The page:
Golden State Warriors and Boston Celtics wear ‘End Gun Violence’ shirts ahead of Game 2
SAN FRANCISCO — Coaches and players for the Golden State Warriors and Boston Celtics wore orange shirts with the message “End Gun Violence” on the front ahead of Game 2 of the NBA Finals.
Warriors coach Steve Kerr and Celtics coach Ime Udoka both wore the shirts during their pregame press conferences on Sunday night. Kerr made an impassioned and angry plea at a pregame press conference in Dallas ahead of Game 4 of the Western Conference Finals for a change in gun laws after 19 children and two teachers were killed in a mass shooting at Robb Elementary School in Uvalde, Texas, earlier that day May 24.
“As a league, we believe it’s time people took notice,” Kerr said Sunday. “And to participate in what should be a national effort to limit the gun violence that exists. And there are ways to limit it. There are proven laws waiting to be passed, whether it is checks on background or what you have.
“There are things we can do that wouldn’t violate people’s Second Amendment rights, but that would save lives. The idea behind wearing the shirts for both teams is to make people aware that they can contribute to various gun safety and gun violence prevention groups.”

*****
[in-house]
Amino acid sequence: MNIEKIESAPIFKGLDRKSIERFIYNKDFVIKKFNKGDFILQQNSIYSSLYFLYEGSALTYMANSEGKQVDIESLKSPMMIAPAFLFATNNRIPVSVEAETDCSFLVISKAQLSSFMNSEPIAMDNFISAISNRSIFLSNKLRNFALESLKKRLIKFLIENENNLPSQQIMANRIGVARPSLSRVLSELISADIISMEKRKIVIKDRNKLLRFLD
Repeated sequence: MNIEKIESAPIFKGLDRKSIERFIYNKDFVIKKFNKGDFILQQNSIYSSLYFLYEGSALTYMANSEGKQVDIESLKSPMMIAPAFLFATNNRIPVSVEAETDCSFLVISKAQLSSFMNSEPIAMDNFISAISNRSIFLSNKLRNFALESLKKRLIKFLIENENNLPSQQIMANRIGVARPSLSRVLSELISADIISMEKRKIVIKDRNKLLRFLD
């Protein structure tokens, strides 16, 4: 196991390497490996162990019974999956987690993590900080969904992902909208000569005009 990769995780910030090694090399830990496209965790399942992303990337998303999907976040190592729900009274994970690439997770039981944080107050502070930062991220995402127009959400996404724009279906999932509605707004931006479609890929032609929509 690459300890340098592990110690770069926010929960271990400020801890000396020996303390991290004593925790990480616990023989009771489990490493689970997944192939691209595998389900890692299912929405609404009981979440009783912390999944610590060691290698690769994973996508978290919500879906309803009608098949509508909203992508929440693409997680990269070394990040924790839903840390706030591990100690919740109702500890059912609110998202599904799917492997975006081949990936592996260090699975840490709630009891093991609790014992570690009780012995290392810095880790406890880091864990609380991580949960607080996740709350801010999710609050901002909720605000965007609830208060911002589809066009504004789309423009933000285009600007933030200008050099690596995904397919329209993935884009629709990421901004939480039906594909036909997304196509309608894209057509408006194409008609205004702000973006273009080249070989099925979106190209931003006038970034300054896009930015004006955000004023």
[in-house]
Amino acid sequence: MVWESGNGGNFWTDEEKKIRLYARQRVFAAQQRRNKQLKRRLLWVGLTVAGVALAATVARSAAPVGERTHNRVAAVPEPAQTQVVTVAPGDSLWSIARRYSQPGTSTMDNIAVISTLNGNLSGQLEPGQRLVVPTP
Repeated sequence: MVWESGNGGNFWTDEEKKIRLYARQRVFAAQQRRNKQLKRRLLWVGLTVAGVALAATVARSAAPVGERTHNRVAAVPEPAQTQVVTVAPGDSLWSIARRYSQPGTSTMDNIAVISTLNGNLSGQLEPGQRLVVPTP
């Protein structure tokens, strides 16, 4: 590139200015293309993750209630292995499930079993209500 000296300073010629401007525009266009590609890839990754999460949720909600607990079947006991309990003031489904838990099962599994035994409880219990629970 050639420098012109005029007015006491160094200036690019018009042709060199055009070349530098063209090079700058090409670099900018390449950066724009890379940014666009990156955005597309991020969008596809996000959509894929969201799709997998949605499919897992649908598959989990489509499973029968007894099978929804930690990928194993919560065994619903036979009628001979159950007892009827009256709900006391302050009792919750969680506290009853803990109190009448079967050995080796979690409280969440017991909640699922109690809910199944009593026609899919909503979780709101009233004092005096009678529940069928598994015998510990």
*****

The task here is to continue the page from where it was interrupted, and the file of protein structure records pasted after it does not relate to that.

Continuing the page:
On the back of the shirts there is a message that reads “LEARN MORE” with social media handles from organizations that seek to end gun violence and support gun control legislation such as “@ bradybuzz”, “@everytown”, “@giffordscourage”, “@livefreeusa” and “@marchforourlives”.
San Antonio head coach Gregg Popovich spoke at a Stand with Uvalde rally on Saturday in San Antonio and took aim at government officials to end gun violence.
“How much will it take? Popovitch asked. “One massacre a month? Two massacres a week? Fifteen kids? Twenty-four kids? [a shooter will] kills 74 sometimes? So maybe you will do something? Move your ass! Do something! They work for us. The majority of us want them to do something about gun laws and they don’t because they care more about their power, position and money than our kids. .”
Kerr implored people to get out and vote to try to affect change with gun laws.
“I think the most important thing is to vote,” said Kerr, whose father, Malcolm, was shot and killed in a terrorist attack in 1984 while he was president of the American University of Beirut. “What I understand is that a lot of the congressional races that are going on, despite the fact that the majority of people in this country want gun safety measures in place, a lot of those races are decided by people who are not so much for any kind of gun safety measures and so people got to vote, and if you really care about saving lives and maybe even someone in your own family , get out and vote.
“It’s the only way to convince the people we need to convince to start implementing gun safety regulation prevention laws, things we can do to help.”
Udoka also spoke out against gun violence in the Eastern Conference Finals.
“We’re playing a game where if you win, you’re happy and you feel good,” Udoka said on Sunday. “You lose, you’re devastated at the moment but it’s not life and death, you carry on. The awareness is about things that continue to happen in our communities. They’re devastated and their families are devastated and we kind of go on with our normal life and business, just keep holding those thoughts in our minds and those people have a hard time.
“It keeps happening. And awareness and changes need to be made and we’re all on the same page about that.”